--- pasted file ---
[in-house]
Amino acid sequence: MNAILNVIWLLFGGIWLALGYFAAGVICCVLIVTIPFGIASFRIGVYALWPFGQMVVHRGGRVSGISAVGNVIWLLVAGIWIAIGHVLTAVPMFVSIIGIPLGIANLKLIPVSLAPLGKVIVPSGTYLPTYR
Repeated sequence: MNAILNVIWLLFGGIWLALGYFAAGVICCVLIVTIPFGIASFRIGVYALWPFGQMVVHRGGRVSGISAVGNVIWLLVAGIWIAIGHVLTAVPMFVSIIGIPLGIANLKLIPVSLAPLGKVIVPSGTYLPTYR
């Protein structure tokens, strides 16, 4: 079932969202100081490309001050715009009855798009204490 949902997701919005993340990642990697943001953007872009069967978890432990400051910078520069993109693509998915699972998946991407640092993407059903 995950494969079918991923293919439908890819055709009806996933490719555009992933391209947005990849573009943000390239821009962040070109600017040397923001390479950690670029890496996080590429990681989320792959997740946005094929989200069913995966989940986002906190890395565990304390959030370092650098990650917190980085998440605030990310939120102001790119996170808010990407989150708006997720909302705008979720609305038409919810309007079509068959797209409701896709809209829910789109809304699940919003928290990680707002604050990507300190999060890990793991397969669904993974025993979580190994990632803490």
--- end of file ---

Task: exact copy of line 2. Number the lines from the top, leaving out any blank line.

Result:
Amino acid sequence: MNAILNVIWLLFGGIWLALGYFAAGVICCVLIVTIPFGIASFRIGVYALWPFGQMVVHRGGRVSGISAVGNVIWLLVAGIWIAIGHVLTAVPMFVSIIGIPLGIANLKLIPVSLAPLGKVIVPSGTYLPTYR